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Ihor Holubizky

Robert Hedrick, The Apollo Series 1974-75 (1996)

[ 422 words ]


From the early 1960s Robert Hedrick divided his time and interests between
painting and sculpture, as well as executing several sculptural commissions
for Temple Emmanuel, Toronto (1964-69); Expo '67; the University of Guelph
(1968-69); and the Department of External Affairs (1972). Hedrick's
painting and sculptural practice inform each other through a reductivist
sensibility which has consistently demonstrated a rigorous structure.
This is also evident in his pre-1960 'abstract-expressionist work', the organic
shapes in sculpture, and constructivist and minimalist tendencies in his
current work (and accepting that these terms are problematic with respect
to Hedrick's work — assuming a direct influence or imitation).

Ingrid Jenkner, curator of the 1990 Hedrick exhibition at the Macdonald
Stewart Gallery, Guelph, wrote that his SIGN paintings (since 1968),
indicate an 'objectness ... a quality arising from the shape and thickness
of the stretcher, and tonal rather strictly chromatic surface divisions.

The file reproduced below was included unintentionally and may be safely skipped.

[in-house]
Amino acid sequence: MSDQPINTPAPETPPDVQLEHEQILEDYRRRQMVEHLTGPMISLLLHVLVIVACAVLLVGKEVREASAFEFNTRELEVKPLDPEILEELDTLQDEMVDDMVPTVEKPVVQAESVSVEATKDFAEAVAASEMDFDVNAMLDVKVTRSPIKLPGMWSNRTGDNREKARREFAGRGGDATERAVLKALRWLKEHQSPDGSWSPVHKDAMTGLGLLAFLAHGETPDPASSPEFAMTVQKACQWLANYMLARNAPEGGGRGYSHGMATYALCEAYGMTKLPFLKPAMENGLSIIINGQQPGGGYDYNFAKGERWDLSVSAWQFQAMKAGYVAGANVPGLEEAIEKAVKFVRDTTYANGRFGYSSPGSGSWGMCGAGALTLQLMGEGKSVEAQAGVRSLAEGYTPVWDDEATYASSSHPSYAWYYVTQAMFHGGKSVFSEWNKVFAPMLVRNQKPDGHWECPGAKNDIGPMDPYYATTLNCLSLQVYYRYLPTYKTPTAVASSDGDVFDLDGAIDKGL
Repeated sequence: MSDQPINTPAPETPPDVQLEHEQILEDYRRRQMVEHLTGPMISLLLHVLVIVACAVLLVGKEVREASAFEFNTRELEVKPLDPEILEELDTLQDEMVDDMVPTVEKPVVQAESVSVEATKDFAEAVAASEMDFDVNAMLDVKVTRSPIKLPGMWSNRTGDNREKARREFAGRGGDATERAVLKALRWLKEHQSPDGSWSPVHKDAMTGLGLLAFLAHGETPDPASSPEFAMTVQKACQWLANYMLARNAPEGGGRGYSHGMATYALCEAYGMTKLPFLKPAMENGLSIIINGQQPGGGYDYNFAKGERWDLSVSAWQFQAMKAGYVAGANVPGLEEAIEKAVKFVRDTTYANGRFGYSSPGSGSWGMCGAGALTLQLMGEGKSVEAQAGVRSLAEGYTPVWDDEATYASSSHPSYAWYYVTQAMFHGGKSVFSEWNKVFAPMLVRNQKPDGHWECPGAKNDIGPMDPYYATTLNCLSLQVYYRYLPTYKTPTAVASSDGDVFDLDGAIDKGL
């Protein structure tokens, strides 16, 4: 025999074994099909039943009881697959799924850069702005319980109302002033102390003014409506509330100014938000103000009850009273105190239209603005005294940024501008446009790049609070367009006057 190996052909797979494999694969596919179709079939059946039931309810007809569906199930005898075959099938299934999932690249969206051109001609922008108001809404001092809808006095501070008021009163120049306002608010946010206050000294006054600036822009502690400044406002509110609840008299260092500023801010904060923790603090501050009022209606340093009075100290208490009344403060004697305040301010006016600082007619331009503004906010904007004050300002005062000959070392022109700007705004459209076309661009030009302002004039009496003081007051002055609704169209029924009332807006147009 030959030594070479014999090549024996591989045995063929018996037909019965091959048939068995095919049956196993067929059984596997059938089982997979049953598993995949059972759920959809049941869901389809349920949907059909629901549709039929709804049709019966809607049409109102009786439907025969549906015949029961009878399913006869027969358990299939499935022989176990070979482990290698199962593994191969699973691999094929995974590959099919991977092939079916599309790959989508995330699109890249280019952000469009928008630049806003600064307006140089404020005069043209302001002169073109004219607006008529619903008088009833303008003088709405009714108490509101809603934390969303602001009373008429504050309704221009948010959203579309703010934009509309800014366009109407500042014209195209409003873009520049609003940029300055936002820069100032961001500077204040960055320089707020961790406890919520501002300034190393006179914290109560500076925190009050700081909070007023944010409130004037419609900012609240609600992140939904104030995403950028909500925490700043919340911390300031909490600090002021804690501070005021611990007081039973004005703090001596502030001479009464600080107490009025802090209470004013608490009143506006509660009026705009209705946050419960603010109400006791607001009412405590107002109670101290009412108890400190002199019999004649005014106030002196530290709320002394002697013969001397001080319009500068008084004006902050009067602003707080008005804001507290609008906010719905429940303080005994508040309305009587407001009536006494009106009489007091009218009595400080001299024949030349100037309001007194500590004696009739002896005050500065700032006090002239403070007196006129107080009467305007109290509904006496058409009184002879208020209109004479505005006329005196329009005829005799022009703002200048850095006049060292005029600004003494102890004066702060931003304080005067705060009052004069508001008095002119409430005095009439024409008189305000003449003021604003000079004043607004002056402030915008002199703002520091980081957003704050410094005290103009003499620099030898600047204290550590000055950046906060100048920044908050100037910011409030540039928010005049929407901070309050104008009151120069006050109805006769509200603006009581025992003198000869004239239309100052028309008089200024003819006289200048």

They flirt with the question of a painting's ability to signify something
other than its status as an artifact of Modernist culture'. Artist Michael
Snow, who shared a studio with Hedrick in the early 1960s, wrote in the same
catalogue; 'The paintings are not commentary, they are constructions. As
discrete objects they will generate dialogue ... on a range of levels;
semiotic [that is, the work as a sign or signifier or ensemble of signs],
perceptual and psychological ... [and] provide an antidote for 'the news'
and to the general near-impossibility of quiet deliberation.'

The Apollo series indicates his concern with the perception, reception, and
nature of painting. More than illusionistic space, for Hedrick there is a
reference to lived experience — in this case, noon and evening — a view
and sense of Mediterranean light through a window. The colour therefore is
not fixed in the scale of chromatic absolutes, but tone which becomes
apparent over time. Hedrick's contribution to painting is to consider the
burden of proof, that which cannot be verified by science (the science of
colour, or geometry).

The Apollo series was first exhibited at the Jerrold Morris Gallery, Toronto,
in 1973. His text for the modest publication, in the form of concrete
poetry, summarizes his intent; 'To create a simple intelligent language
in which the pictorial grammar is primarily based on the study of light
(colour), Time (duration) and Rhythm (structure).' The Apollo series
provide a critical counterpoint to the history of Canadian painting — its so-called
transition from landscape to international style to post-structural mechanisms.

Text: © Ihor Holubizky. All rights reserved.


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